“Where Once They Stood” carved out a significant role for women players. It made sense, given the tremendous support the war effort received from women at home and abroad. On the home-front, they replaced men in the workforce, while raising families and managing households. They wrote letters, knit socks and sewed shirts for soldiers; and, they were the ones who stayed strong for everyone else.
The production also gave performers, including veterans Sheila Williams and Peter Halley, an opportunity to show some acting range in heart-rending dramatic monologues, a device used to carry the narrative forward. These contrasted with lighter moments such as Shelley Neville’s and Sheila Williams’ tongue twisting duet, “Sister Suzie’s Sewing Shirts for Soldiers,” and a version – with some choreographed shimmying – of “The Maple Leaf Forever,” sung to Newfoundland troops, mistaken for Canadians, by an English ladies welcoming committee.
I’d be remiss if I didn’t mention two scenes that made me, and I suspect other audience members, choke-up. One was near the beginning, the second at the end. As the young Blue Puttees marched off to the strains of “Keep the Home Fires Burning” and towards the vessel that would take them to England, two mothers – Sheila Williams and Shelley Neville – show the heartbreak that all mothers must feel when confronted by the reality of their children going off to a war, from which they may not return.
The second scene, played by Keith Power, John Williams, as young infantrymen, and Peter Halley as commanding officer, takes place on the eve of the Battle of Beaumont Hamel. Two very scared young men look to their superior for comfort and reassurance. “Sir, are we going to be okay?” An answer is given, beautifully, and with compassion. One sentence of the officer’s response contained the most powerful 10 words of the entire production. “I think we are going to be better than okay,” he said.
Spirit of Newfoundland, as usual, employed some of the city’s finest musicians for this show. Bill Brennan played piano, Frank Fusari, strings and percussion. Honorable mention goes to John Williams, who, along with his writing and acting, played a mean trombone in one of the CLB Armory scenes.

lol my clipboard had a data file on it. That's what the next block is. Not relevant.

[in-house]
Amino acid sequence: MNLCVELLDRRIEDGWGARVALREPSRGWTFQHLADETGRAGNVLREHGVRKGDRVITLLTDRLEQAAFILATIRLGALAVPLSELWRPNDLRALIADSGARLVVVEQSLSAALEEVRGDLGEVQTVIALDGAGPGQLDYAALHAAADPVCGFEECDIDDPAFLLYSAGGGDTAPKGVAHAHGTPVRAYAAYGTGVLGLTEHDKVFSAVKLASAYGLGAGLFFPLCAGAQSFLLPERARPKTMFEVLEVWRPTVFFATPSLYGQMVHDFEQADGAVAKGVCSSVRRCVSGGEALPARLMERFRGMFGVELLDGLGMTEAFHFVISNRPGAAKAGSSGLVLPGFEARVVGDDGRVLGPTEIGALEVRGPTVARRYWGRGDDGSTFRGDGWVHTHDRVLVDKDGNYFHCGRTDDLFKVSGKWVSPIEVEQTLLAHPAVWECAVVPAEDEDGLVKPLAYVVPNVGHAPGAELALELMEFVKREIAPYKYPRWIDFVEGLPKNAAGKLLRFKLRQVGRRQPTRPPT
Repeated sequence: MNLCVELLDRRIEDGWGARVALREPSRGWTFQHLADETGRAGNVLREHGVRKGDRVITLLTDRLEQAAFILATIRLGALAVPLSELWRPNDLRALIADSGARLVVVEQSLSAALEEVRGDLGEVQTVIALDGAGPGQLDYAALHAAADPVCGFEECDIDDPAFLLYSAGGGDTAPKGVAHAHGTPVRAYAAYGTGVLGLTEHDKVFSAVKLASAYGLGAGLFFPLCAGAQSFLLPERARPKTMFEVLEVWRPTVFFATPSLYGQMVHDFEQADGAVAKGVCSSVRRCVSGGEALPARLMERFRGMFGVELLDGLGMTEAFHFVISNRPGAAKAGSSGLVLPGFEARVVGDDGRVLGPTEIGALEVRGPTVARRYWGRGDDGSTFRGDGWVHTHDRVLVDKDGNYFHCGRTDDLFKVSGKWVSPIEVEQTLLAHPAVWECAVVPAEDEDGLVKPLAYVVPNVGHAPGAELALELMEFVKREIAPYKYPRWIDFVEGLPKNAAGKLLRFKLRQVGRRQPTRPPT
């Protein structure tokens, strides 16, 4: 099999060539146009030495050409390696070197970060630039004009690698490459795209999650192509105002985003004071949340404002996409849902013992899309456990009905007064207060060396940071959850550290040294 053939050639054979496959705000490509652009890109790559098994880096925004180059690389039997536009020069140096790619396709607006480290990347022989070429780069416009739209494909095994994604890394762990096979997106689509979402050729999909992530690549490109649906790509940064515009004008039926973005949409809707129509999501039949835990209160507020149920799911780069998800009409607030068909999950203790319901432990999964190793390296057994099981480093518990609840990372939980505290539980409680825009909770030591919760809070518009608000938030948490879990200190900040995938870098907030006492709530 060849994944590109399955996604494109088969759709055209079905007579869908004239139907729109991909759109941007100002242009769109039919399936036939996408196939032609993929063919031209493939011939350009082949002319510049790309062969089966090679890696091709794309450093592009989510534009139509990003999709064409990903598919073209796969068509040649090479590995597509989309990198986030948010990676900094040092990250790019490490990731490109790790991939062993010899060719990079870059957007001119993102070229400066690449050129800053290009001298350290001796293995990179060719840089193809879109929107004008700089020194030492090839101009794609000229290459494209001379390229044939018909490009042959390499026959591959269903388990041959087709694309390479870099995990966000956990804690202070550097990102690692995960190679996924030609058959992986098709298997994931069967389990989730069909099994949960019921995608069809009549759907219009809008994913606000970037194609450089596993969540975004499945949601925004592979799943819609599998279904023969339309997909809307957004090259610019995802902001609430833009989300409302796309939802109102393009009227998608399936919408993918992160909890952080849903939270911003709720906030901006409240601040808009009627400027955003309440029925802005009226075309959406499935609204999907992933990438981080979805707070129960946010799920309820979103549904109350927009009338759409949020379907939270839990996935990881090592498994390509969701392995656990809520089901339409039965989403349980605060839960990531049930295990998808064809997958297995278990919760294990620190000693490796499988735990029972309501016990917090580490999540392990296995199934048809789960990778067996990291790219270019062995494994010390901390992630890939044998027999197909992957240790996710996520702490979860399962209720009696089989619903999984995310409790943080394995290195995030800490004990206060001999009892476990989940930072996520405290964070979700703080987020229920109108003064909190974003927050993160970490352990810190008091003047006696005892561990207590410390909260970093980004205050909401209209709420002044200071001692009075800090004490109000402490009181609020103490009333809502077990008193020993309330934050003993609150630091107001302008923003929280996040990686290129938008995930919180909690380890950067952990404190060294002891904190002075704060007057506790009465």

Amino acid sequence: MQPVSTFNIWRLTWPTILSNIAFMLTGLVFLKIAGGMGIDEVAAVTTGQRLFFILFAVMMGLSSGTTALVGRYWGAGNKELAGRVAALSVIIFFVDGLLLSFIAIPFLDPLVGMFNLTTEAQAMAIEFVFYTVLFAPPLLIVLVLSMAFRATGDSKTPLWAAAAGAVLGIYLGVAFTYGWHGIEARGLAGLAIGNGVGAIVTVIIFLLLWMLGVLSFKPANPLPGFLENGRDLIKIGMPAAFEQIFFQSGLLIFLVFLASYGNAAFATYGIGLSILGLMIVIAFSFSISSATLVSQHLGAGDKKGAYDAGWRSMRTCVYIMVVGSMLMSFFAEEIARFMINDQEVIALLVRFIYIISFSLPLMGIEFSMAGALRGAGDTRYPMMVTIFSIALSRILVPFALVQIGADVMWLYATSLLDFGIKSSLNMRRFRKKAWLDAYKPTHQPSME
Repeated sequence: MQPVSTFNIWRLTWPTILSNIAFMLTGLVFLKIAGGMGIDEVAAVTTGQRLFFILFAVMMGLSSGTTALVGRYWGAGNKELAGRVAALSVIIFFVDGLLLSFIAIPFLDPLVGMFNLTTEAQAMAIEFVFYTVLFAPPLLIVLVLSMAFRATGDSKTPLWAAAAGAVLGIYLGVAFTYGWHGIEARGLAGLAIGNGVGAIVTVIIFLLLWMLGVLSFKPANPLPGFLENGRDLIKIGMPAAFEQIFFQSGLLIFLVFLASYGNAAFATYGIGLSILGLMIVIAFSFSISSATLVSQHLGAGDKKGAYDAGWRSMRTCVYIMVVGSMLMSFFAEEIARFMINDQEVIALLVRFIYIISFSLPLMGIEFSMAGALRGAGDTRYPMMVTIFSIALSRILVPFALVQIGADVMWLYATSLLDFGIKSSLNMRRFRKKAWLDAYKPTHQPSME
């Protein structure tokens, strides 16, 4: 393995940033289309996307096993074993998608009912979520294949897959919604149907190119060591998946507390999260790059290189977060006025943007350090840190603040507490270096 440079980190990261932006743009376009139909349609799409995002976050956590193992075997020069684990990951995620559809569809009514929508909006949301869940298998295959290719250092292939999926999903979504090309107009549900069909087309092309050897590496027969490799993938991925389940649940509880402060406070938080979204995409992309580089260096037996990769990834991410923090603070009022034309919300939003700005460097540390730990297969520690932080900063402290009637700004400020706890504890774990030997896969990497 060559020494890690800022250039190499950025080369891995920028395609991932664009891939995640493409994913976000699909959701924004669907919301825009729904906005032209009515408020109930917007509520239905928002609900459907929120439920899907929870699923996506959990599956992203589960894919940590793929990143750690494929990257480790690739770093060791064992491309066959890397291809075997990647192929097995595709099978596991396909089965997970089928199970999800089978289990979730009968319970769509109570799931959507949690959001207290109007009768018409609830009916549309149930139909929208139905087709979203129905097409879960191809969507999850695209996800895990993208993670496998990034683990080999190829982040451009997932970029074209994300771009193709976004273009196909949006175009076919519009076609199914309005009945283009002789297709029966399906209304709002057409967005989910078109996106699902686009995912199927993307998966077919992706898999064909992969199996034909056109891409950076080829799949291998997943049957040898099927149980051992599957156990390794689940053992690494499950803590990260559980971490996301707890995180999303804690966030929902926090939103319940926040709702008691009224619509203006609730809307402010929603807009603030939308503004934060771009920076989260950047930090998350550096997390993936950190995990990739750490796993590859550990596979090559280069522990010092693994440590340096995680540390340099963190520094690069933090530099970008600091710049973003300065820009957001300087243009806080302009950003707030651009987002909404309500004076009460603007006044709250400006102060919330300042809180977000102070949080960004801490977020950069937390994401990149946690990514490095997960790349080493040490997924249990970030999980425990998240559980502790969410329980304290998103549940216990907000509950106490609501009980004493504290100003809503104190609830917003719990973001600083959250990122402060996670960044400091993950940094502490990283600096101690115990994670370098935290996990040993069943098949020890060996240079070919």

Chef Alex Pierson and Spencer Mulrooney prepared the evening’s meal, which began with Spirit’s seriously good sourdough bread – “made with a 282-year-old bread starter that was brought to Newfoundland in 1999.” There’s nothing light and flimsy about it. It has substance and flavour.
A salad course featured summer spinach, julienne yellow and orange pepper, shavings of roasted beetroot and grated smoked cheddar. Toasted cumin and lemon vinaigrette gave the salad extra zip.
We were given a choice for the main course: cod satay or roasted, bone-in chicken breast. It was the first time I’d seen an Asian twist employed with Spirit’s cod. The hoisin sauce gave the fish a sweet, gingery flavour with slight tang. Despite having to turn out a massive number of plates, Pierson and company produced cod that was flaky and moist.
I’m always happy to be served chicken on the bone because, invariably, it has more flavour and juice. Spirit’s came with a stuffing of caramelized onions and sautéed apple. Delicious mushroom gravy made the meal taste even better. Chicken and gravy cries out for fluffy mashed potatoes. Potato would have been enough produce for me, but complementary carrots and broccoli were good too.
Appetizer and mains were served before the performance began. Dessert arrived during intermission. Spirit’s Screech cake, which I’ve tasted many times, was presented a little differently. This time it was drizzled with caramel sauce, and a spoonful of partridgeberry gastrique. It got no complaints from me.
Nor did the evening overall. Once again, Spirit of Newfoundland lived up to its promise to deliver a dinner theatre experience by, for and about, “a people proud and strong from Newfoundland.”